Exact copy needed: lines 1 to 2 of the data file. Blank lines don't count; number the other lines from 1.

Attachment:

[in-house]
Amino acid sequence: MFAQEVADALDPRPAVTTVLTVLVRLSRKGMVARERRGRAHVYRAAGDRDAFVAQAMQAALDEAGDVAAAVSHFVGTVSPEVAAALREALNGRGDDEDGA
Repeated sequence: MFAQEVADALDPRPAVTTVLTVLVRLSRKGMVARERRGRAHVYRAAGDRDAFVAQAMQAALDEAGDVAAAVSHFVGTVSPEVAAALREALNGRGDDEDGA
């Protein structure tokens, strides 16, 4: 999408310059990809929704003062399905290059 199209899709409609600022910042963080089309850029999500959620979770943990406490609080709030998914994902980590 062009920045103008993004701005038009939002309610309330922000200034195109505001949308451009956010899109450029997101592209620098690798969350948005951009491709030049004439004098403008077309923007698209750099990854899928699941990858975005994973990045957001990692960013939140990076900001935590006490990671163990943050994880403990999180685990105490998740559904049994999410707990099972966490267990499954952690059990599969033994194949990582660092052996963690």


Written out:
[in-house]
Amino acid sequence: MFAQEVADALDPRPAVTTVLTVLVRLSRKGMVARERRGRAHVYRAAGDRDAFVAQAMQAALDEAGDVAAAVSHFVGTVSPEVAAALREALNGRGDDEDGA